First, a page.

Three prescriptions and one prescription diet later, there were times when I could tell she was still in a lot of pain. I spoke with the vet about when knowing when it is “time,” and she said that if I wait until it’s obvious, then I’ve waited too long. She stated that when the bad days start outnumbering the good days, then I need to make that decision.

The last prescription she was on for pain actually was making her kidneys worse. I was told that I needed to take her off the pain meds to slow the kidney failure; however, they also told me that there was no type of medication that could replace it. As this was the only pain med that actually seemed to make any sort of difference, I made the decision to keep on giving it to her, as I could not sentence her to that painful existence, even if it meant speeding up the kidney failure.

A month or two back, she fell down the stairs from midway down. It turned out that this was not an isolated incident, as it was repeated several times. I was afraid that one day I’d come home to find her with a broken leg at the bottom of the stairs, so Earl and I talked, and we started to accept the fact that the end was growing near.

When the prescription food ran out (which she didn’t like but ate because it was the only food available), I bought her favorite kind. I gave her treats that she hadn’t had in over a year because she’d been on a low-protein diet. I fed her ham with her pills. Last night she had fish for dinner.

When those bad days started outnumbering the good, I made the appointment, and it was kept this morning. We were with her to the end, which I think is only fair. I don’t understand how anyone could possibly abandon their pet to strangers in their last moments, no matter how compassionate those strangers are. For all the joy that she gave me, I owe it to her to be with her through the end, even if it is hard for me. It actually would be harder for me knowing that she was alone and frightened. I experienced that a few years back when she jumped through a screen window at a friend’s house where she was staying for the weekend while Earl and I were out of town. She was lost to me for 24 hours, and I have never been more anguished in my life—wondering where she was, was she hurt, frightened, dead…? Thank goodness a kind stranger picked her up and reported finding her to the local authorities.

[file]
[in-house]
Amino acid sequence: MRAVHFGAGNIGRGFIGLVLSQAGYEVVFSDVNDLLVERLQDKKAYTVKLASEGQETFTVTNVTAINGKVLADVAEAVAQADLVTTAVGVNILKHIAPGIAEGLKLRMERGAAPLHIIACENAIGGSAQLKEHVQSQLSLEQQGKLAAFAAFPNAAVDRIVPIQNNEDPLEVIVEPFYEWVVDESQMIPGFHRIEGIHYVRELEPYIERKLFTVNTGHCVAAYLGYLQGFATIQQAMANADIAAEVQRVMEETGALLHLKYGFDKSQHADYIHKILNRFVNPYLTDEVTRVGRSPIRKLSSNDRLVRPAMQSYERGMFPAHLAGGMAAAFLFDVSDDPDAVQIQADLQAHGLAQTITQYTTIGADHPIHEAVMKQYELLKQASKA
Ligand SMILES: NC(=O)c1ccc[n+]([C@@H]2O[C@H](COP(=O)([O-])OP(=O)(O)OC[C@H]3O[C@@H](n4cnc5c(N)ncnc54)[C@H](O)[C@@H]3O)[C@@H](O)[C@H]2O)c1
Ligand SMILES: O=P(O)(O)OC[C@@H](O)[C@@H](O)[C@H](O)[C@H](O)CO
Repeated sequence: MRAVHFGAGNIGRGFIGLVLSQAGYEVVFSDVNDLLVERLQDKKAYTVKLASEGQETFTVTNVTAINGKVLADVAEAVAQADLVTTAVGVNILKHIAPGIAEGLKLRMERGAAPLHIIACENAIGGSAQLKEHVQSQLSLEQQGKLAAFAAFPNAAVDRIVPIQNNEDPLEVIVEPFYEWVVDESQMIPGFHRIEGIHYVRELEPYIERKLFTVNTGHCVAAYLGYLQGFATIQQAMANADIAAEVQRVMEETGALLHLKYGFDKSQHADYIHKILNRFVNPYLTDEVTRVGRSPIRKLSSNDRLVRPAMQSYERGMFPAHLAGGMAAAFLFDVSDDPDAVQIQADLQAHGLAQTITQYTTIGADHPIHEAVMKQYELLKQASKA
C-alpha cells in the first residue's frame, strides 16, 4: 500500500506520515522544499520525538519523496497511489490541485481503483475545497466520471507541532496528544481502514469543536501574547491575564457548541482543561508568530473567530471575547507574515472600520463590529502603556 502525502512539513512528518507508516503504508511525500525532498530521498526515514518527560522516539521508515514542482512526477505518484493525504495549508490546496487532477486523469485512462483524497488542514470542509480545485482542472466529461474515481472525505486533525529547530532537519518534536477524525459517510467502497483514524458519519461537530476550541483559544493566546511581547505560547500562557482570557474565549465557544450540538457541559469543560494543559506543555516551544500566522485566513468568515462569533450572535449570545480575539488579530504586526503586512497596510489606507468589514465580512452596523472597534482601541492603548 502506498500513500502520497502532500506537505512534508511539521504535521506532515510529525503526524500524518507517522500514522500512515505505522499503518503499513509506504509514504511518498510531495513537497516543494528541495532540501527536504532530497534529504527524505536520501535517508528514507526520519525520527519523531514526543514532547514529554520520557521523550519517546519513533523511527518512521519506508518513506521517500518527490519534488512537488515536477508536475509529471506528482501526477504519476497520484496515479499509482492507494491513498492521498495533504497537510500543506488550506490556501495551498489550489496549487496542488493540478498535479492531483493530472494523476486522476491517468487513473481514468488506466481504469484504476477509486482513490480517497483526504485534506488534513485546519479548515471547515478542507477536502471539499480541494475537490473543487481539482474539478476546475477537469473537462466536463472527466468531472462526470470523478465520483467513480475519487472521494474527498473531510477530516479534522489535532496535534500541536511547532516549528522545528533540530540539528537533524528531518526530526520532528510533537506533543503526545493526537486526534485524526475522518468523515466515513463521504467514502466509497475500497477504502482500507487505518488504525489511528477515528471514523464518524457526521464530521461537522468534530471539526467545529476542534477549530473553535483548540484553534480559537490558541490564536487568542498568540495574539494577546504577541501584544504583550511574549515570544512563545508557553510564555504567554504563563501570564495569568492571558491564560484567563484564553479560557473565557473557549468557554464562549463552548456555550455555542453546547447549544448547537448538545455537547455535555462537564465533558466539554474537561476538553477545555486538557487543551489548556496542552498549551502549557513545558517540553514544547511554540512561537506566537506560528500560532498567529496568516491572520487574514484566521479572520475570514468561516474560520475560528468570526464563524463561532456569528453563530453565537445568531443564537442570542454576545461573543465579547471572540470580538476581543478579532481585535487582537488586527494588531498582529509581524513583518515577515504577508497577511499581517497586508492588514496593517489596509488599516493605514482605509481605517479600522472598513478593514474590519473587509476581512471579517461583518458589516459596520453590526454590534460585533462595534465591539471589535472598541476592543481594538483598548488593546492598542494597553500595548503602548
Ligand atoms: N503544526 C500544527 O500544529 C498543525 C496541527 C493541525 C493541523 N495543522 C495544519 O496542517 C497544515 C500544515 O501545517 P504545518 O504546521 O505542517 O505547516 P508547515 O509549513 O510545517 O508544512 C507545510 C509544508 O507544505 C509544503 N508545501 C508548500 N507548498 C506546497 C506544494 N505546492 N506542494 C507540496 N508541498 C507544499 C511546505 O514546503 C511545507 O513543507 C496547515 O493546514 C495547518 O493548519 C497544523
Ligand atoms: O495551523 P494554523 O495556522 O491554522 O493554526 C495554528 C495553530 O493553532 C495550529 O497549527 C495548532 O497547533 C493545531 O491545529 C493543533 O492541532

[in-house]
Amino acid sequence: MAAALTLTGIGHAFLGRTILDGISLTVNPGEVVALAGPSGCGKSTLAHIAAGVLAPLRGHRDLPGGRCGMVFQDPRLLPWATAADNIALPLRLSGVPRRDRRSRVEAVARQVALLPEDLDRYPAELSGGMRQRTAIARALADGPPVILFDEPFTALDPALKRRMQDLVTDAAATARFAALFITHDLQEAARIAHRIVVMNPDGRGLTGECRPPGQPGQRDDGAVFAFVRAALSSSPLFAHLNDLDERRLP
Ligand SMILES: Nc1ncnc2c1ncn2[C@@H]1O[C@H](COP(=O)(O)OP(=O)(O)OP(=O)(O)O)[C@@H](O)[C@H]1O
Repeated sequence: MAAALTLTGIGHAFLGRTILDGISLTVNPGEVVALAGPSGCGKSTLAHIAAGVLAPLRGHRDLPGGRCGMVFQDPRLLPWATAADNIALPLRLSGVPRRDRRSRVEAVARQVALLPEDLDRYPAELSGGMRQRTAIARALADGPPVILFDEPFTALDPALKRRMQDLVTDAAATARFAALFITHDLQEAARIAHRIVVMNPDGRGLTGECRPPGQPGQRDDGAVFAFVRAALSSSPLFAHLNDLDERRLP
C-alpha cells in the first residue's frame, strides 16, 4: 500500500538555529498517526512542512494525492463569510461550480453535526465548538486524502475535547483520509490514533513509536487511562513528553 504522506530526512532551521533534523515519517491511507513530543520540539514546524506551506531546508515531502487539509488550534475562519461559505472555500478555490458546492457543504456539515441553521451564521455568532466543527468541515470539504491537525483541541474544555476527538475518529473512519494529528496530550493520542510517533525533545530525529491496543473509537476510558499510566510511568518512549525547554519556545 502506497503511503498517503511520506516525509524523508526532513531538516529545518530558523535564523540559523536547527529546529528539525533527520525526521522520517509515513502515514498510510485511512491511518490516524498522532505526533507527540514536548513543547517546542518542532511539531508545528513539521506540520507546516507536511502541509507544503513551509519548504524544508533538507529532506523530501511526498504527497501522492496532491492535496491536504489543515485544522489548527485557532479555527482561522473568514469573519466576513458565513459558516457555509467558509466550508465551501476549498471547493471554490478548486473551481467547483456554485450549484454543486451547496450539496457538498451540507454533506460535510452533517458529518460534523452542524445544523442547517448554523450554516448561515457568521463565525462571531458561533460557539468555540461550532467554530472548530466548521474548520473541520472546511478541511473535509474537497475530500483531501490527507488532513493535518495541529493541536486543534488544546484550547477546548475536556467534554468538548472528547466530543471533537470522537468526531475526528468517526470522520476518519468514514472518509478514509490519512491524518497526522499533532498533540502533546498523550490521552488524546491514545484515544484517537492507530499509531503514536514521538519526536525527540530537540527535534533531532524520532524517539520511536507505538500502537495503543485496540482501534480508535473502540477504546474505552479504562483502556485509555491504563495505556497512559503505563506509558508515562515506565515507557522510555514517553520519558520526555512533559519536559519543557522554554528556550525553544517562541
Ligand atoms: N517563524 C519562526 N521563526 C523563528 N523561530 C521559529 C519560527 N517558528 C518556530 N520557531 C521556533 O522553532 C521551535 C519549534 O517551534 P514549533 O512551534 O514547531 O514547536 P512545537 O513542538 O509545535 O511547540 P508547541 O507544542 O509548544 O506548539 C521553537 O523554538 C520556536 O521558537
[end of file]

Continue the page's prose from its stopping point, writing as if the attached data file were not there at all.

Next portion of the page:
I am going to miss the hell out of that dog. She gave me more joy than I could ever have imagined. My only regret is that I didn’t have long enough with her; I feel cheated that I missed her first six years. I’m so happy to have been able to give her the life that she deserved, after she had such a rough start. I think that having experienced abuse, she was grateful to experience the good life.                
I truly encourage anyone who has any thoughts of getting a puppy, or buying a purebred or designer dog, please give thought to that grown-up mutt who is languishing in the shelter. They have so much to give, and are so often forgotten. You may receive so much more than you give.